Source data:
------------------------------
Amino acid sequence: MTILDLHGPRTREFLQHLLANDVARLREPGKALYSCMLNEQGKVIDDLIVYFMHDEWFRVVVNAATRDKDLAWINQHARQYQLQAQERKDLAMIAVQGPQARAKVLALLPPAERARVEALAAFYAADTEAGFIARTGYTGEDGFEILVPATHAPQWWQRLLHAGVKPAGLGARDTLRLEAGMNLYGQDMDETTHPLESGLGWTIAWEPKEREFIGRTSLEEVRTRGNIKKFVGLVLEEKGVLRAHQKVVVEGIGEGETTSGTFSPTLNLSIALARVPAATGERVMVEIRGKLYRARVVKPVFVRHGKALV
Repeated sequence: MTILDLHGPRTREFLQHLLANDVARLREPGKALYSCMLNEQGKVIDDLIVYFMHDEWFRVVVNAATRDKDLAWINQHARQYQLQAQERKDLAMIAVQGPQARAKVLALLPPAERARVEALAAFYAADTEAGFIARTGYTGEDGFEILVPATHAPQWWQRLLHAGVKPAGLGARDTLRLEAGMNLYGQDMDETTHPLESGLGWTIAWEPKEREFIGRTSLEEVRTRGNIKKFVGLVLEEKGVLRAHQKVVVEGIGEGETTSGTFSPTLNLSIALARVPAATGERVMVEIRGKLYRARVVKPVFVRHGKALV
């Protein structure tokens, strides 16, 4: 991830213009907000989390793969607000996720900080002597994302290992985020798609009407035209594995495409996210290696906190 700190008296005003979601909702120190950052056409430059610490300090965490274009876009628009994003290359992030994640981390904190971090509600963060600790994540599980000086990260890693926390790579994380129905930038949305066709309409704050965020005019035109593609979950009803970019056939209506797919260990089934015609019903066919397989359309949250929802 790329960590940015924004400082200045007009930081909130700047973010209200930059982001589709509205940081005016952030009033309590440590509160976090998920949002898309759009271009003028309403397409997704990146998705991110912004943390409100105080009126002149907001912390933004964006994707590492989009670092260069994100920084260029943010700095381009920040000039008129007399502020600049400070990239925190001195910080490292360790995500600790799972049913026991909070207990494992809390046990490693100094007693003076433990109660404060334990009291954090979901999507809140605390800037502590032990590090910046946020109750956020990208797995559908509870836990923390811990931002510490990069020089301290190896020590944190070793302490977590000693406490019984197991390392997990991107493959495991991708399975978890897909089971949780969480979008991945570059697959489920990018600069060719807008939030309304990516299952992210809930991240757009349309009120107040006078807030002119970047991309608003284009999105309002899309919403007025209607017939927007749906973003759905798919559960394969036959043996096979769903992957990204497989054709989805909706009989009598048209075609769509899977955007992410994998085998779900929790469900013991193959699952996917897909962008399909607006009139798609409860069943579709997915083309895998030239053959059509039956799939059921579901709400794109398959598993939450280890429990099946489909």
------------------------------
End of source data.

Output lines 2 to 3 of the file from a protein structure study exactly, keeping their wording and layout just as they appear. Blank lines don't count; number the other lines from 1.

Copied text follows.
Repeated sequence: MTILDLHGPRTREFLQHLLANDVARLREPGKALYSCMLNEQGKVIDDLIVYFMHDEWFRVVVNAATRDKDLAWINQHARQYQLQAQERKDLAMIAVQGPQARAKVLALLPPAERARVEALAAFYAADTEAGFIARTGYTGEDGFEILVPATHAPQWWQRLLHAGVKPAGLGARDTLRLEAGMNLYGQDMDETTHPLESGLGWTIAWEPKEREFIGRTSLEEVRTRGNIKKFVGLVLEEKGVLRAHQKVVVEGIGEGETTSGTFSPTLNLSIALARVPAATGERVMVEIRGKLYRARVVKPVFVRHGKALV
């Protein structure tokens, strides 16, 4: 991830213009907000989390793969607000996720900080002597994302290992985020798609009407035209594995495409996210290696906190 700190008296005003979601909702120190950052056409430059610490300090965490274009876009628009994003290359992030994640981390904190971090509600963060600790994540599980000086990260890693926390790579994380129905930038949305066709309409704050965020005019035109593609979950009803970019056939209506797919260990089934015609019903066919397989359309949250929802 790329960590940015924004400082200045007009930081909130700047973010209200930059982001589709509205940081005016952030009033309590440590509160976090998920949002898309759009271009003028309403397409997704990146998705991110912004943390409100105080009126002149907001912390933004964006994707590492989009670092260069994100920084260029943010700095381009920040000039008129007399502020600049400070990239925190001195910080490292360790995500600790799972049913026991909070207990494992809390046990490693100094007693003076433990109660404060334990009291954090979901999507809140605390800037502590032990590090910046946020109750956020990208797995559908509870836990923390811990931002510490990069020089301290190896020590944190070793302490977590000693406490019984197991390392997990991107493959495991991708399975978890897909089971949780969480979008991945570059697959489920990018600069060719807008939030309304990516299952992210809930991240757009349309009120107040006078807030002119970047991309608003284009999105309002899309919403007025209607017939927007749906973003759905798919559960394969036959043996096979769903992957990204497989054709989805909706009989009598048209075609769509899977955007992410994998085998779900929790469900013991193959699952996917897909962008399909607006009139798609409860069943579709997915083309895998030239053959059509039956799939059921579901709400794109398959598993939450280890429990099946489909």